This Pair of Robots Could Solve Warehouse Safety Problems for Personnel

 floor scrubberWarehouse work is notorious for its hazards, even for the best personnel. In fact, a shocking 70% of warehouse injuries happen to experienced, well-trained employees.

This is true even at online commerce packing warehouses responsible for collecting, sorting and delivering goods to customers. It’s estimated that the warehousing and storage industry sees as many as 15,000 workplace-related illnesses and injuries every year.

Repetitive warehouse tasks like picking objects up and putting them down can quickly become strenuous and lead to injury. Slips, trips and falls are also disproportionately common for warehouse workers; these injuries result in 95 million missed days of work each year.

To help improve the safety, ease and overall efficiency of e-commerce warehouses, Fetch Robotics recently unveiled Fetch and Freight — two robots that work in a tag team to take over the menial, repetitive task of collecting and delivering stock.

According to GizMag.com, Fetch and Freight aren’t meant to replace warehouse workers — rather, they were designed to act as a coworker for warehouse workers and allow workers to focus on more complex tasks, improving overall productivity. The robots run on the ROS open-source robot operating system and are even equipped with anti-collision systems that allow them to work alongside humans.

Fetch Robotics designed these robots to accommodate consumer demand for increasingly-speedy delivery of goods purchased online.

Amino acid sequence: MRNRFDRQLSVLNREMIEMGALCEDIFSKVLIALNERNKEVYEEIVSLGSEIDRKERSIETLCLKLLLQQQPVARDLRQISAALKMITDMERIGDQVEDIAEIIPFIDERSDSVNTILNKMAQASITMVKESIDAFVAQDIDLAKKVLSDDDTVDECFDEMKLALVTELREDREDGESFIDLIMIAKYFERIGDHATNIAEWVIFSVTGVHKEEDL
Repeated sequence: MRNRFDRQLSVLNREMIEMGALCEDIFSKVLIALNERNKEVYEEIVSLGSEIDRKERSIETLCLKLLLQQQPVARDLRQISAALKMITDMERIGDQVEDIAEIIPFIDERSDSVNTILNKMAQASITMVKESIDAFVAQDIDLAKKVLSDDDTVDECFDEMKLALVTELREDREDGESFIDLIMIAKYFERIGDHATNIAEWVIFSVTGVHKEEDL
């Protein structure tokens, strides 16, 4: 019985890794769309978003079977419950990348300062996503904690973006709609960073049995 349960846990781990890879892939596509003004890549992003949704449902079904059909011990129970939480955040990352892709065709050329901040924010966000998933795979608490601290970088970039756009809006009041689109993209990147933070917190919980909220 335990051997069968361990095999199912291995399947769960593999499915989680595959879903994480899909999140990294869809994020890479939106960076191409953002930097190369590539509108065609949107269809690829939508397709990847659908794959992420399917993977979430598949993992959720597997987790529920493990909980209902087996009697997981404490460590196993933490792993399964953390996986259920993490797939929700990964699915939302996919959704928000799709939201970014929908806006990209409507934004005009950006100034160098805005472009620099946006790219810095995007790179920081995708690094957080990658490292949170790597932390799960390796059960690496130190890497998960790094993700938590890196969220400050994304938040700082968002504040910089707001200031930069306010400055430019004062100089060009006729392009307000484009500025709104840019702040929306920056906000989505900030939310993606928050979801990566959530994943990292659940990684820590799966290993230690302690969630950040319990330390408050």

“Consumers are increasingly acting like impatient toddlers when it comes to delivery; they want their purchases and they want them now,” Rob Coneybeer, Managing Director at Shasta Ventures, explained.

Fetch, an advanced mobile manipulator, is designed to pick items off of shelves, while Freight, its partner, is a mobile base that holds the items Fetch selects in a plastic crate, the MIT Technology Review reports. Freight can also be programmed to follow workers, who can drop items into the crate themselves and send the robot to its next destination by a simple tap on a smartphone.

If the same technology were to be applied to industrial floor sweepers or floor scrubbers, these machines would work independently, allowing warehouse aisles to stay free of obstructions and slip, trip and fall hazards without requiring a worker’s supervision.

Fetch and Freight’s creators expect the robots to appear alongside real warehouse workers within the next few months.

What are your thoughts on using robots to assist warehouse workers with physically-strenuous tasks? Have any other questions about renting industrial floor scrubbers to prevent slips, trips and falls? Let us know in the comments below.